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Russian Glory


paja
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Monument and crypt with remains of Imperial Russian soldiers finished in 1936. It is located at Belgrade's Novo groblje (eng. New Cemetery). Author is Roman N. Verkhovsky, co-author is Valery Stashevsky and the idea came from Mikhail Skorodumov Imperial Russian officer and later general. According to information I found in one article the crypt contains remains of 13 officers and 274 NCOs and soldiers of the 2. and 4. special infantry brigade exhumed from southern parts of Kingdom (Thessaloniki Front), 138 NCОs and soldiers who lost their lives during the defense of Belgrade 1914-15, two sailors from the steamboat "Tiraspol" and 66 soldiers who died in Austro-Hungarian POW camps.

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"Rest in peace warrior eagles" (Спите, орлы боевые) - inscription above the entrance.

http://gmic.co.uk/uploads/monthly_11_2014/post-7937-0-25137500-1416246772.jpghttp://gmic.co.uk/uploads/monthly_11_2014/post-7937-0-50987400-1416246780.jpg

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"Eternal glory to the Emperor Nicholas II and 2 000 000 Russian soldiers of the Great War" (Вечная память Императору Николаю Второму и 2 000 000 русских воинов Великой войны).

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"To our brothers Russians bravely fallen during defense of Belgrade, on Thessaloniki front and other parts of Kingdom of Yugoslavia 1914-1918" (Храбро палој браћи Русима при одбрани Београда, на Солунском фронту и осталој територији Краљевине Југославије 1914-1918).

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Cross of Russian People's Opolchenie (Русское Народное Ополчение) - For Faith, Tzar and Fatherland (За Веру, Царя и Отечество).

http://gmic.co.uk/uploads/monthly_11_2014/post-7937-0-35098200-1416248171.jpghttp://gmic.co.uk/uploads/monthly_11_2014/post-7937-0-01911700-1416248184.jpghttp://gmic.co.uk/uploads/monthly_11_2014/post-7937-0-24693400-1416248194.jpg

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Around the crypt is Russian Necropolis with around 3000 remains of Russian emigres and Iverskaya Chapel, an exact copy of the chapel that was demolished by the Bolsheviks in Moscow’s Red Square.

http://gmic.co.uk/uploads/monthly_11_2014/post-7937-0-88011300-1416248432.jpghttp://gmic.co.uk/uploads/monthly_11_2014/post-7937-0-68208700-1416248443.jpghttp://gmic.co.uk/uploads/monthly_11_2014/post-7937-0-73408500-1416248458.jpg

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You're welcome Paul.

Across the street is the Cemetery of the Liberators of Belgrade 1944 with remains of 1.386 Yugoslav fighters and 711 fighters of the Soviet Red Army.

Apart from Russian there are British, French and Italian but also Austro-Hungarian and Bulgarian WW1 military graveyards at Novo groblje complex.

German WW1 military graveyard is on the other part of city called Banovo Brdo (if someone's interested I can give more precise information about it).

Interesting thing about that location is that Mackensen ordered that all of the fallen defenders of Belgrade are to be buried next to the Germans. There's even a monument with inscription "Serbian Heroes Rest Here" in German and Serbian (Hier ruhen serbische Helden - Овде почивају српски јунаци 1915). Because of that and respect he had for Serbian troops he is probably the most respected enemy in Serbia. Also Germans unlike troops of other occupiers didn't commit any atrocities, at least not that I know of.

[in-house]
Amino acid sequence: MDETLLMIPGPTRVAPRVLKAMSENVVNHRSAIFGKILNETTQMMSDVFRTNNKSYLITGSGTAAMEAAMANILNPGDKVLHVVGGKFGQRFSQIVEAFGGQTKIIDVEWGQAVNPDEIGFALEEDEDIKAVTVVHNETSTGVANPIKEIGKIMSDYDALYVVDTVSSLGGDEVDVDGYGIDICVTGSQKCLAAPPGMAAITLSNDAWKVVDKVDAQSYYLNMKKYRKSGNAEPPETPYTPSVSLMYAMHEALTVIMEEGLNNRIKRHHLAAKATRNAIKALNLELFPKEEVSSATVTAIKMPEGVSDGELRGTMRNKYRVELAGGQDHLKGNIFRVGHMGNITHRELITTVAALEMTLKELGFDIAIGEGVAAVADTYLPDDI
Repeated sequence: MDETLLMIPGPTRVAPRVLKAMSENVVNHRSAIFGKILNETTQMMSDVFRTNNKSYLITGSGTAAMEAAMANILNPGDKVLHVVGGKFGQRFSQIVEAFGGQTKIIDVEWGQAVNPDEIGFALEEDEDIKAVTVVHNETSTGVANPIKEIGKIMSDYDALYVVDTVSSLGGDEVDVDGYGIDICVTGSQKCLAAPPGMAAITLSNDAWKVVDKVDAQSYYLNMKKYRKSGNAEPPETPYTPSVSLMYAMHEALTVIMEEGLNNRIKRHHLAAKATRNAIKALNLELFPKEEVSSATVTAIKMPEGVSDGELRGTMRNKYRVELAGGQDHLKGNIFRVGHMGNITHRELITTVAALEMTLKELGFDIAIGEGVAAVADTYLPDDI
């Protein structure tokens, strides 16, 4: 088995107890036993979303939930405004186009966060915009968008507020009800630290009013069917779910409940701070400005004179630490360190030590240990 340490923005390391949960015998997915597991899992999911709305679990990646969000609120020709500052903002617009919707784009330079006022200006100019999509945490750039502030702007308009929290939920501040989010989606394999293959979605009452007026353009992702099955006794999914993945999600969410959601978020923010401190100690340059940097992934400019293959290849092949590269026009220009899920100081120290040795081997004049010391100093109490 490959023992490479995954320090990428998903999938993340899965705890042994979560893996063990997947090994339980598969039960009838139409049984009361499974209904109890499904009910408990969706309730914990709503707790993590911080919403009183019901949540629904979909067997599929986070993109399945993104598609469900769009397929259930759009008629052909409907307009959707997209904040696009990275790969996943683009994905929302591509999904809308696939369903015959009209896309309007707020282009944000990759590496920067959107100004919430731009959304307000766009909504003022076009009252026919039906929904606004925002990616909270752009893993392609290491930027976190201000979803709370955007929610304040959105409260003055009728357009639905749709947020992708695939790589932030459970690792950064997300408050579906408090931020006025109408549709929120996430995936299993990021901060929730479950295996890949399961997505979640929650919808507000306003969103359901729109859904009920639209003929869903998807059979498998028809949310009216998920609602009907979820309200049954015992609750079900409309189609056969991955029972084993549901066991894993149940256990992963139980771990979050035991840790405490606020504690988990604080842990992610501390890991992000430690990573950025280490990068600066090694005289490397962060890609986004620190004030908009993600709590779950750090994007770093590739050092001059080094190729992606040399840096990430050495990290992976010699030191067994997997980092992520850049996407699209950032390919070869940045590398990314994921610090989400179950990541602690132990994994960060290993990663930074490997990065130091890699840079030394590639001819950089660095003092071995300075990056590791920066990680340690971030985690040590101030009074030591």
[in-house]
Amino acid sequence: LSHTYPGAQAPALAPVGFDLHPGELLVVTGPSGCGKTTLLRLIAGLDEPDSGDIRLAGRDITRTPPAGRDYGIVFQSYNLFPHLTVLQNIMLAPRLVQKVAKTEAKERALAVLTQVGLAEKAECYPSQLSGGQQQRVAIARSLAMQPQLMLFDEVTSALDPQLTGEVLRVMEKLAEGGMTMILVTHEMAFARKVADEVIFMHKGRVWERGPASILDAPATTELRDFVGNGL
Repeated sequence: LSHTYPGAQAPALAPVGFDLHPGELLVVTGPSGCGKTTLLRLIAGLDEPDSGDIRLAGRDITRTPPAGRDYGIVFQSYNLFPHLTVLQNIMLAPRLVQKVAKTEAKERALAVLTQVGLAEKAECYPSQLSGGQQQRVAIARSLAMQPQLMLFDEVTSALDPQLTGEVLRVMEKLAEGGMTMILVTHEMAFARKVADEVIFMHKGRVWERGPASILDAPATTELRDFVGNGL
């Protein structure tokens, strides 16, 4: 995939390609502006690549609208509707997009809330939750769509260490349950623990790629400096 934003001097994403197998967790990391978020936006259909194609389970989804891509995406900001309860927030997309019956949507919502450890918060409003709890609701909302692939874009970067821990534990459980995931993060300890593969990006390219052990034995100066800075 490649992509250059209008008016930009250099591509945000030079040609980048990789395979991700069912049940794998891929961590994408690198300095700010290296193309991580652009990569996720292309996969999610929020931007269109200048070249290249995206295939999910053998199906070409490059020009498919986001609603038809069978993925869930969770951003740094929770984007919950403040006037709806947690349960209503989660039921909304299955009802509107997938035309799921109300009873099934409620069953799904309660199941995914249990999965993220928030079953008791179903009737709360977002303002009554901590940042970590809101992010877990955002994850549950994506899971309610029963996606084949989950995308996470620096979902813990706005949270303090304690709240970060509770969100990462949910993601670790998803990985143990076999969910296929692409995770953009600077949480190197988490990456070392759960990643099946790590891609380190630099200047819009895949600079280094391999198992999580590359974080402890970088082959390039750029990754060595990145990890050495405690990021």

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Paul it would be my pleasure.

TacHel you're welcome. I been having this idea of visiting all of military graveyards in Belgrade, making couple of photos, and them posting them with detailed information in one big topic in the Places to visit section.

Unfortunately that takes much time and the winter is near so probably nothing until the spring.

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  • 1 month later...

My humble contribution to the topic is a book called "Serbia and Russia in the Great War"  I have published in October. The book is bilingual, in Serbian and Russian with approximately 200 illustrations, photographs, documents and other items (head gear, badges, pogoni etc.)

 

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Greetings,

I've heard about your new book but still haven't got a copy of my own. Knowing your previous publications this one must be very interesting as well! 

I would like to mention one more book that somewhat deals with this matter "Recollections of Serbian Officer 1900-1918" by Vojislav Å ikoparija (Сећања ÑрпÑког официра 1900-1918 - ВојиÑлав Шикопарија).

It was also published recently, and the author is my relative's grandfather who was cadet in Kiev Cadet Corps and later finished Alexandrovsky Military School. He returned to Serbia and was promoted to infantry 2nd lieutenant in September 1912. just in time for the First Balkan War. Later after retreat through Albania he was sent to Odessa in 1916. as one of the officers which were to take part in creation of the First Serbian Volunteer Division. For his actions he was decorated with following decorations (among others): Order of the Star of KaraÄ‘orÄ‘e with Swords 4th class (1919), Order of the White Eagle with Swords 5th class (1915), Order of St. Vladimir with Swords 4th class (1917), Order of the Star of Romania with Swords 5th class (1917) and two MiloÅ¡ Obilić Bravery Medals.

Edited by paja
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My congrats on your recent appointment and many thanks for sharing those pages from the book, especially the one with the badge of the First Serbian Volunteer Division.

This is the first time I see it, truly amazing piece!

Edited by paja
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